Because the damages were so minimal and attenuated, the court rejected Spam Arrest’s liquidated damages clause as an unenforceable penalty. (Contracts law prohibits financial penalties in contracts). To prop up its liquidated damages calculations, Spam Arrest retained Dr. Steven Shavell, a Harvard Law professor and a major figure in the field of Law and Economics, but this didn’t go well. The court discredited Dr. Shavell’s testimony as “wholly divorced from the analysis of liquidated damages clauses that Washington law requires,” and Spam Arrest apparently conceded that Dr. Shavell’s testimony was “irrelevant” to the applicable legal standard. Worse, the court says that Dr. Shavell’s testimony helped Sentient Jet’s case by confirming “that the $2,000 is justifiable only as a deterrent, not as a reasonable forecast of damages.” (Dr. Shavell declined comment on this ruling).

If Spam Arrest couldn’t show any damages from the lawsuit, why did it sue? I got the following statement from Derek Newman, one of Spam Arrest’s lawyers:

I’ve been a Spam Arrest customer since 2001. Spam Arrest is the only spam-elimination technology that works. It’s successful at least 99% of the time and would always work if not for companies like Sentient Jet. Sentient’s director of marketing entered into an agreement with Spam Arrest promising not to send spam to Spam Arrest’s customers. But to promote its $120,000 private-jet cards, Sentient’s employees ignored the agreement and sent thousands of emails to Spam Arrest’s customers whose names Sentient purchased from a third-party email-list broker. We believe the court erred in finding that Sentient Jet should not be responsible for its employees’ conduct. Spam Arrest is evaluating an appeal to protect its customers from unwanted spam in light of the court’s decision.

I’ll note another plausible hypothesis for the lawsuit: it was just a pure cash play, i.e., 600 allegedly bogus verifications x $2,000 liquidated damages = $1.2 million of potential damages.


  • Anti-spammers don’t win in court just by showing up. In this case, the judge repeatedly dinged Spam Arrest for its lack of proof. Indeed, I often see anti-spam plaintiffs do an incomplete job preparing their cases. Sometimes I feel like anti-spam plaintiffs view their case as trivially easy: they got email they didn’t want, so the sender should pay. As this case illustrates, that’s not the way it works.
  • Anti-spam plaintiffs lose in court. More generally, the tide has really turned against anti-spam plaintiffs. After a professional spam plaintiff, Gordon, lost a big ruling in 2009, judges are frequently suspect of the anti-spam plaintiff’s motives (especially when the plaintiff is a repeat litigant). I rarely see anti-spam plaintiff wins in reported cases any more.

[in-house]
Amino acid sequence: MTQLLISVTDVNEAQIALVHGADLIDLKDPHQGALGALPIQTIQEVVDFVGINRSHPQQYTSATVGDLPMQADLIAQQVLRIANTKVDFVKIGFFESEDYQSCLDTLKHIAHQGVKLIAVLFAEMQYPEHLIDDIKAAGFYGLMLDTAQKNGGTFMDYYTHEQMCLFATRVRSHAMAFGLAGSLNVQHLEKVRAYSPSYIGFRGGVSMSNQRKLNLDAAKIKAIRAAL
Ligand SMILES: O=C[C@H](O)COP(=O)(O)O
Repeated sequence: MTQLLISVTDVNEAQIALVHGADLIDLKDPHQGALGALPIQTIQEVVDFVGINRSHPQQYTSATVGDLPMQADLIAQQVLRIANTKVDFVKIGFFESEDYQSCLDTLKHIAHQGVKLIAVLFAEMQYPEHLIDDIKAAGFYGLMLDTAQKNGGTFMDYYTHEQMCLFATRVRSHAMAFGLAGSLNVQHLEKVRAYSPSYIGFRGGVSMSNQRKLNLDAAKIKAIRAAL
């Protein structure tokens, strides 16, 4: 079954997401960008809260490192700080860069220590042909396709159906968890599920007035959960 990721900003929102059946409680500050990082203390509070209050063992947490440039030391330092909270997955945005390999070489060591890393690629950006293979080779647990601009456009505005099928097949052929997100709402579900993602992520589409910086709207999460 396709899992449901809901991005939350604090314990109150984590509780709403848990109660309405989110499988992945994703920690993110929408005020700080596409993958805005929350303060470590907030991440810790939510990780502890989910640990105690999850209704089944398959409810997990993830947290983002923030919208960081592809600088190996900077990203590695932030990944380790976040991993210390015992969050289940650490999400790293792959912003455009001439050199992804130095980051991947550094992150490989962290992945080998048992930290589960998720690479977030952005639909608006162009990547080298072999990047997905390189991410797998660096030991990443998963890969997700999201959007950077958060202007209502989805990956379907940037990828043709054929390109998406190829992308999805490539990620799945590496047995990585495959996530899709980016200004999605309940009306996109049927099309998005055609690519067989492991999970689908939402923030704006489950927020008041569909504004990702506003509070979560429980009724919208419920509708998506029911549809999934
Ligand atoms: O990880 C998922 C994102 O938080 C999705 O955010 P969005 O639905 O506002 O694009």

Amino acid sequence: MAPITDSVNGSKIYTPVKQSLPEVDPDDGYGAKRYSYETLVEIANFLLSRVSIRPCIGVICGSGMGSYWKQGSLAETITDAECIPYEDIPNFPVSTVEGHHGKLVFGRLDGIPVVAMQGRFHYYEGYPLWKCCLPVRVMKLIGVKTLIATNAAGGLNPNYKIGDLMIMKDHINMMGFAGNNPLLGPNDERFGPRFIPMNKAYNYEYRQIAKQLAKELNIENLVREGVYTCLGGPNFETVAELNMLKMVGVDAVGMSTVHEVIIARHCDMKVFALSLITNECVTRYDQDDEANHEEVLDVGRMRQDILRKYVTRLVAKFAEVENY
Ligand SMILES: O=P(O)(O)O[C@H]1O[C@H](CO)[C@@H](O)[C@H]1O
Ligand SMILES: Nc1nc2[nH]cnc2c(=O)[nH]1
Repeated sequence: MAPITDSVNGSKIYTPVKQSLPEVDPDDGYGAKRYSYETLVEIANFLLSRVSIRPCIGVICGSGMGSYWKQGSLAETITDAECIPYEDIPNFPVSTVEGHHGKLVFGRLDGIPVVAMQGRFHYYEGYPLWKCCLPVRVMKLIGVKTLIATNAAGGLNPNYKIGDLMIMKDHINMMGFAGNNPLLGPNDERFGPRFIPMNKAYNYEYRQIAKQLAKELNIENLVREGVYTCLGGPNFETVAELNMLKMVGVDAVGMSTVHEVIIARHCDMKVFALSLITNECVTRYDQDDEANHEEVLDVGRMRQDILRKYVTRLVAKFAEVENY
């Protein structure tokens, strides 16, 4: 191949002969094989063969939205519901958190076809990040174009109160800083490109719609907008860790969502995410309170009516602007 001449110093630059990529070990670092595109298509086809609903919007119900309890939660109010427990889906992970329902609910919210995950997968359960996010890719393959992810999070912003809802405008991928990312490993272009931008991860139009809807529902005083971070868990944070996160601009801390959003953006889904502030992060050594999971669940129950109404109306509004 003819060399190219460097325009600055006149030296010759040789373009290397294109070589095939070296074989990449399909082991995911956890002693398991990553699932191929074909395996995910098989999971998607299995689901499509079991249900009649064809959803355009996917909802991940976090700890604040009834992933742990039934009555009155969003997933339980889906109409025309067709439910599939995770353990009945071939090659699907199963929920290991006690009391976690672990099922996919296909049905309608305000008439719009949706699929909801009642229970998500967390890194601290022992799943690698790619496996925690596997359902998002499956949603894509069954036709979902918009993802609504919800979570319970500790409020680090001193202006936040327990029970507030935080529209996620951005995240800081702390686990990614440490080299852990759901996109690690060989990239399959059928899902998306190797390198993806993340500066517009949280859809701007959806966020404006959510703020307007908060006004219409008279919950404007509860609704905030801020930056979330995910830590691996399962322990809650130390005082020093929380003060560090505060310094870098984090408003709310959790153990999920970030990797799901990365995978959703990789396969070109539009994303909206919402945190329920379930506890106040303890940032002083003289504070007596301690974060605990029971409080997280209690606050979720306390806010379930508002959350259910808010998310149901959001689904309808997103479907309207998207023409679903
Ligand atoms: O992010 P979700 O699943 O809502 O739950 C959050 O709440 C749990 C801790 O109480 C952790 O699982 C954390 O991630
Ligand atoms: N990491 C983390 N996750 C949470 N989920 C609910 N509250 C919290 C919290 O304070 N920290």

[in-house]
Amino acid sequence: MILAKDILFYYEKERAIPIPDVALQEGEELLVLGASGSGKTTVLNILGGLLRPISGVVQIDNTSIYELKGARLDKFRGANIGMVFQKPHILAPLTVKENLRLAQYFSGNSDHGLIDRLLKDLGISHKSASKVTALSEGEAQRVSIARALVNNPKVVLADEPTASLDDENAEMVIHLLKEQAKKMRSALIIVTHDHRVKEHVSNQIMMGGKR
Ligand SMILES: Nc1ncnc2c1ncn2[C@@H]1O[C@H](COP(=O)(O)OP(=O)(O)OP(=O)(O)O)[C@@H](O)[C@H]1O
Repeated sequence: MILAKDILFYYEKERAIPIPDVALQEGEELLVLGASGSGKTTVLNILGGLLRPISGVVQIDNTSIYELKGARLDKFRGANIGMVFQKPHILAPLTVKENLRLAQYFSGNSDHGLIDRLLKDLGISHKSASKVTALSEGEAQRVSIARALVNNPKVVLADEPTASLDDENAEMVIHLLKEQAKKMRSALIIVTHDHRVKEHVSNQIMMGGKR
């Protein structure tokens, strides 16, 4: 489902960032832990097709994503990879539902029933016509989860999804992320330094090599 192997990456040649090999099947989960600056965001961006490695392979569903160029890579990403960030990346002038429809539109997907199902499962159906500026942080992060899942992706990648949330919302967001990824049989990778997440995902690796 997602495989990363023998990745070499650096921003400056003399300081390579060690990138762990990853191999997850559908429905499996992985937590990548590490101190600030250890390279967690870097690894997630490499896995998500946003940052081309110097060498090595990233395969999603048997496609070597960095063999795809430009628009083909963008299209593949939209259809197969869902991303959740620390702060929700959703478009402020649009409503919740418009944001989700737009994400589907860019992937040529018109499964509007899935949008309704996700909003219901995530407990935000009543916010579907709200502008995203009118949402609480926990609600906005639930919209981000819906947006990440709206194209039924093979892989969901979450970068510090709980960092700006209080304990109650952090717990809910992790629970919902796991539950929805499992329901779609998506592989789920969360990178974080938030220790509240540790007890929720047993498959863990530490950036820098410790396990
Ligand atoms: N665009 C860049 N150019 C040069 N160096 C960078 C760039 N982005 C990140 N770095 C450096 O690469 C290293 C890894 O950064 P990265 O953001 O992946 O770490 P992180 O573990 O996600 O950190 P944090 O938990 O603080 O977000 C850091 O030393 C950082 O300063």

• Text messaging spam is the emerging battleground. While the legal battles over email spam are winding down (except for diehard serial plaintiffs trying to scratch a living out of litigation-in-bulk), the litigation battles are migrating to other forms of unconsented electronic marketing. The biggest hot-spot today is text message marketing litigation, where even a single unconsented SMS can support a Telephone Consumer Privacy Act (TCPA) claim.
  • The ruling on contract authority highlights a serious hole in online contracts. Typically, websites can form enforceable agreements with their users by requiring them to click through online terms, even if the website doesn’t know the identity of the people who clicked through the agreement. We’ve rarely seen attacks on online contract formation by arguing that the people clicking on the agreement lacked legal authority to do so, but that issue arises with every online contract where employees of a company putatively bind their employer to the online terms. If defendants can avoid online contract terms by arguing they lacked authority to agree to those terms, lots of online contracts will fail unexpectedly.

Fortunately, most courts who have addressed this issue have found the clicking person had the requisite authority (see, e.g., Crawford v. Consumer Depot, Abramson v. America Online and Motise v. America Online). Further, this ruling didn’t hold that employees categorically lacked authority to bind their employers to the Sender Agreement; the key was Spam Arrest’s $2,000 liquidated damages clause, which was such a large dollar amount that the court paused to ask if rank-and-file employees had the requisite authority. The ruling leaves open the possibility that a different approach to liquidated damages might have been more successful.

Case citation: Spam Arrest LLC v Replacements Ltd., 2013 WL 4675919 (W.D. Wash. Aug. 29, 2013)

By Eric Goldman, Professor, Santa Clara University School of Law